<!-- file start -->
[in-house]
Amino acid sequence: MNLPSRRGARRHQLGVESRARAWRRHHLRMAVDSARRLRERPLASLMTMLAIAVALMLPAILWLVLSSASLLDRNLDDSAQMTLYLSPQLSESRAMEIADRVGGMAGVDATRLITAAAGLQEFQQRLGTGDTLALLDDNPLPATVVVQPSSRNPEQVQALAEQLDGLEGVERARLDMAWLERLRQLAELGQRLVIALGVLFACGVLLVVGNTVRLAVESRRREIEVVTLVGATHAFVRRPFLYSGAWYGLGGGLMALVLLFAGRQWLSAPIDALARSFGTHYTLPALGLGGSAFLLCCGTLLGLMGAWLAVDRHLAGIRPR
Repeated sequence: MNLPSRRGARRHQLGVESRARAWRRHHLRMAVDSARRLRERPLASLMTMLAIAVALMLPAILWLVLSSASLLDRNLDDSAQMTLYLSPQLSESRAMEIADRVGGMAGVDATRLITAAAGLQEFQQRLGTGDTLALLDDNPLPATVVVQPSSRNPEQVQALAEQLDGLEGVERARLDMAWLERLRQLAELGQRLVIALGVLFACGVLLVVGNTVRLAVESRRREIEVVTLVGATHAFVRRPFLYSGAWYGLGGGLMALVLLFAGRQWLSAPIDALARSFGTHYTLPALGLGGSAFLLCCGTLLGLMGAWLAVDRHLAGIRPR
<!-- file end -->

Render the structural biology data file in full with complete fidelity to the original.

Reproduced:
[in-house]
Amino acid sequence: MNLPSRRGARRHQLGVESRARAWRRHHLRMAVDSARRLRERPLASLMTMLAIAVALMLPAILWLVLSSASLLDRNLDDSAQMTLYLSPQLSESRAMEIADRVGGMAGVDATRLITAAAGLQEFQQRLGTGDTLALLDDNPLPATVVVQPSSRNPEQVQALAEQLDGLEGVERARLDMAWLERLRQLAELGQRLVIALGVLFACGVLLVVGNTVRLAVESRRREIEVVTLVGATHAFVRRPFLYSGAWYGLGGGLMALVLLFAGRQWLSAPIDALARSFGTHYTLPALGLGGSAFLLCCGTLLGLMGAWLAVDRHLAGIRPR
Repeated sequence: MNLPSRRGARRHQLGVESRARAWRRHHLRMAVDSARRLRERPLASLMTMLAIAVALMLPAILWLVLSSASLLDRNLDDSAQMTLYLSPQLSESRAMEIADRVGGMAGVDATRLITAAAGLQEFQQRLGTGDTLALLDDNPLPATVVVQPSSRNPEQVQALAEQLDGLEGVERARLDMAWLERLRQLAELGQRLVIALGVLFACGVLLVVGNTVRLAVESRRREIEVVTLVGATHAFVRRPFLYSGAWYGLGGGLMALVLLFAGRQWLSAPIDALARSFGTHYTLPALGLGGSAFLLCCGTLLGLMGAWLAVDRHLAGIRPR